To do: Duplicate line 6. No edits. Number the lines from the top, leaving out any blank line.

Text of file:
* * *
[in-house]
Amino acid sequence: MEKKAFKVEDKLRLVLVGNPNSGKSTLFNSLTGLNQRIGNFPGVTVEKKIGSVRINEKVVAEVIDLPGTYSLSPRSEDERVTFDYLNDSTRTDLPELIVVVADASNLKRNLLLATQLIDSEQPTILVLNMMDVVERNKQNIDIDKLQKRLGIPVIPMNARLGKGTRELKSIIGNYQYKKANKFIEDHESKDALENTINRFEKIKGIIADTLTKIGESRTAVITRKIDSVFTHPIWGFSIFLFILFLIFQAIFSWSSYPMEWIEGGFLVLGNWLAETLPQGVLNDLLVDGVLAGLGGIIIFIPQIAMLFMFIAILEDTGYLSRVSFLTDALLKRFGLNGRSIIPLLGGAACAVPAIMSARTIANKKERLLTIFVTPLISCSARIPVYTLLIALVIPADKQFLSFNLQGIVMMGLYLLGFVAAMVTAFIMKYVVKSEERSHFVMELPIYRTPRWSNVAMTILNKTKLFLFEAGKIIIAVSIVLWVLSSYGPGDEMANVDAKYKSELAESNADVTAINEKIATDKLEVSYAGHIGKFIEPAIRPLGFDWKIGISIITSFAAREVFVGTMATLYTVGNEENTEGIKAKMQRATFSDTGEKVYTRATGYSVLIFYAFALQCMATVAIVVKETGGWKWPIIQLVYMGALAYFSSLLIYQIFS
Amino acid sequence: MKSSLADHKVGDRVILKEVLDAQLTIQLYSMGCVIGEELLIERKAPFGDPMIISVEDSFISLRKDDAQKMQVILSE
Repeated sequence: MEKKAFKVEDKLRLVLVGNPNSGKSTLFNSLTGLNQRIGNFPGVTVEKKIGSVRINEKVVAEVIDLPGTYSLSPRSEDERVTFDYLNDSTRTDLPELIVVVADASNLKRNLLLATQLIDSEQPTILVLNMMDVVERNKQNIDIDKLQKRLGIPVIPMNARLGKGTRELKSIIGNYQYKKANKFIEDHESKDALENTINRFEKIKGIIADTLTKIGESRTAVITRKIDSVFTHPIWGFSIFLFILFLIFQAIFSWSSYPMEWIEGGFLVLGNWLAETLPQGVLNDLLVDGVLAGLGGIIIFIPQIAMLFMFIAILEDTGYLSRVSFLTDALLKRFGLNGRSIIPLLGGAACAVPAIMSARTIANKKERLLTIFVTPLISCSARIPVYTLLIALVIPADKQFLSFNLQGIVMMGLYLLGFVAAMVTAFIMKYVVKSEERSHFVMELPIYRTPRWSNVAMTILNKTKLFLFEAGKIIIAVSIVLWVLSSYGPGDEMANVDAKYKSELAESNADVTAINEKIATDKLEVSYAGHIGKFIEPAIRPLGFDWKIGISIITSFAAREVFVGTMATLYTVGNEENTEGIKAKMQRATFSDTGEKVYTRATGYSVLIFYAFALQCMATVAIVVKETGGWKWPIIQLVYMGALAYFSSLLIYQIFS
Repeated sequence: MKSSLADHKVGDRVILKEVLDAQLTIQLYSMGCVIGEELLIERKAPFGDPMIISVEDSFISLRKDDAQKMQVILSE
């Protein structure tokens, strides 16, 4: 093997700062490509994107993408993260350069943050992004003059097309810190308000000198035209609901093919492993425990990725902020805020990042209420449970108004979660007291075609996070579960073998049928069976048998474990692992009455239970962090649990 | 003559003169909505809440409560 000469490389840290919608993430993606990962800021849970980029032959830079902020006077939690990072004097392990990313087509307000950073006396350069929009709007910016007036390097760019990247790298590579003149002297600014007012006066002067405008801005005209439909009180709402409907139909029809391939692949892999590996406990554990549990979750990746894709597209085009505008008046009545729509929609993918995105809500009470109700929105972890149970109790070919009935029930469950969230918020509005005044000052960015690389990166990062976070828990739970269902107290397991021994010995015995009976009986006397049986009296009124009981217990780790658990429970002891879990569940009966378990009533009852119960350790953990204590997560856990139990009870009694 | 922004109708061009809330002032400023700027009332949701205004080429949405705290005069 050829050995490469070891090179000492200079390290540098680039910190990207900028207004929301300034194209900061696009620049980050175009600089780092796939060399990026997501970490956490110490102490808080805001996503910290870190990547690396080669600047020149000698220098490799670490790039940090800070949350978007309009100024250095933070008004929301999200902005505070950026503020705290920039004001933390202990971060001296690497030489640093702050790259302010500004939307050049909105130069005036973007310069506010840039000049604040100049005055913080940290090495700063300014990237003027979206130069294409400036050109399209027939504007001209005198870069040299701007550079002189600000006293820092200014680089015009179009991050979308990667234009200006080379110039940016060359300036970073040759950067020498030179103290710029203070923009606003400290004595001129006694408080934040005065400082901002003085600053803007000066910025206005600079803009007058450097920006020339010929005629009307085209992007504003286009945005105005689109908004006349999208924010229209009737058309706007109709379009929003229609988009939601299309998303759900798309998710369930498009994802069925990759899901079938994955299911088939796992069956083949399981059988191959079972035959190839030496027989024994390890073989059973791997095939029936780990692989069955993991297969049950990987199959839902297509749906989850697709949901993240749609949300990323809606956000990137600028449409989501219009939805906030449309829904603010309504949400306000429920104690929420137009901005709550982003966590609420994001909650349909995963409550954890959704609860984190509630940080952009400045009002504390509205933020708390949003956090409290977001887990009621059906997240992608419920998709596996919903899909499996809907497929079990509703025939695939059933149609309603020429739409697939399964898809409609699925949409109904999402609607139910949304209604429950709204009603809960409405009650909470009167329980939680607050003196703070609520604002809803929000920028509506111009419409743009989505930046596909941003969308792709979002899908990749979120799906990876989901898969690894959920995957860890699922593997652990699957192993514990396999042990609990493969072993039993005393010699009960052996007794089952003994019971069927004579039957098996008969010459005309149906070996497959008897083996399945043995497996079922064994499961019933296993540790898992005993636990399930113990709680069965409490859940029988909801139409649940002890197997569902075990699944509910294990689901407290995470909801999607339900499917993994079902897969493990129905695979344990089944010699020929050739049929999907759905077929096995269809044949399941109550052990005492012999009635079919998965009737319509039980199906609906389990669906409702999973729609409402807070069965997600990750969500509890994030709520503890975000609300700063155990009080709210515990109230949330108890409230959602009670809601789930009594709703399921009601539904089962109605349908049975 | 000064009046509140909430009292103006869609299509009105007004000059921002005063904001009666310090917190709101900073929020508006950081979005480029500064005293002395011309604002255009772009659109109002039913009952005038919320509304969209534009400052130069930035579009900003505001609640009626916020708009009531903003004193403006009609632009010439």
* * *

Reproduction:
């Protein structure tokens, strides 16, 4: 093997700062490509994107993408993260350069943050992004003059097309810190308000000198035209609901093919492993425990990725902020805020990042209420449970108004979660007291075609996070579960073998049928069976048998474990692992009455239970962090649990 | 003559003169909505809440409560 000469490389840290919608993430993606990962800021849970980029032959830079902020006077939690990072004097392990990313087509307000950073006396350069929009709007910016007036390097760019990247790298590579003149002297600014007012006066002067405008801005005209439909009180709402409907139909029809391939692949892999590996406990554990549990979750990746894709597209085009505008008046009545729509929609993918995105809500009470109700929105972890149970109790070919009935029930469950969230918020509005005044000052960015690389990166990062976070828990739970269902107290397991021994010995015995009976009986006397049986009296009124009981217990780790658990429970002891879990569940009966378990009533009852119960350790953990204590997560856990139990009870009694 | 922004109708061009809330002032400023700027009332949701205004080429949405705290005069 050829050995490469070891090179000492200079390290540098680039910190990207900028207004929301300034194209900061696009620049980050175009600089780092796939060399990026997501970490956490110490102490808080805001996503910290870190990547690396080669600047020149000698220098490799670490790039940090800070949350978007309009100024250095933070008004929301999200902005505070950026503020705290920039004001933390202990971060001296690497030489640093702050790259302010500004939307050049909105130069005036973007310069506010840039000049604040100049005055913080940290090495700063300014990237003027979206130069294409400036050109399209027939504007001209005198870069040299701007550079002189600000006293820092200014680089015009179009991050979308990667234009200006080379110039940016060359300036970073040759950067020498030179103290710029203070923009606003400290004595001129006694408080934040005065400082901002003085600053803007000066910025206005600079803009007058450097920006020339010929005629009307085209992007504003286009945005105005689109908004006349999208924010229209009737058309706007109709379009929003229609988009939601299309998303759900798309998710369930498009994802069925990759899901079938994955299911088939796992069956083949399981059988191959079972035959190839030496027989024994390890073989059973791997095939029936780990692989069955993991297969049950990987199959839902297509749906989850697709949901993240749609949300990323809606956000990137600028449409989501219009939805906030449309829904603010309504949400306000429920104690929420137009901005709550982003966590609420994001909650349909995963409550954890959704609860984190509630940080952009400045009002504390509205933020708390949003956090409290977001887990009621059906997240992608419920998709596996919903899909499996809907497929079990509703025939695939059933149609309603020429739409697939399964898809409609699925949409109904999402609607139910949304209604429950709204009603809960409405009650909470009167329980939680607050003196703070609520604002809803929000920028509506111009419409743009989505930046596909941003969308792709979002899908990749979120799906990876989901898969690894959920995957860890699922593997652990699957192993514990396999042990609990493969072993039993005393010699009960052996007794089952003994019971069927004579039957098996008969010459005309149906070996497959008897083996399945043995497996079922064994499961019933296993540790898992005993636990399930113990709680069965409490859940029988909801139409649940002890197997569902075990699944509910294990689901407290995470909801999607339900499917993994079902897969493990129905695979344990089944010699020929050739049929999907759905077929096995269809044949399941109550052990005492012999009635079919998965009737319509039980199906609906389990669906409702999973729609409402807070069965997600990750969500509890994030709520503890975000609300700063155990009080709210515990109230949330108890409230959602009670809601789930009594709703399921009601539904089962109605349908049975 | 000064009046509140909430009292103006869609299509009105007004000059921002005063904001009666310090917190709101900073929020508006950081979005480029500064005293002395011309604002255009772009659109109002039913009952005038919320509304969209534009400052130069930035579009900003505001609640009626916020708009009531903003004193403006009609632009010439």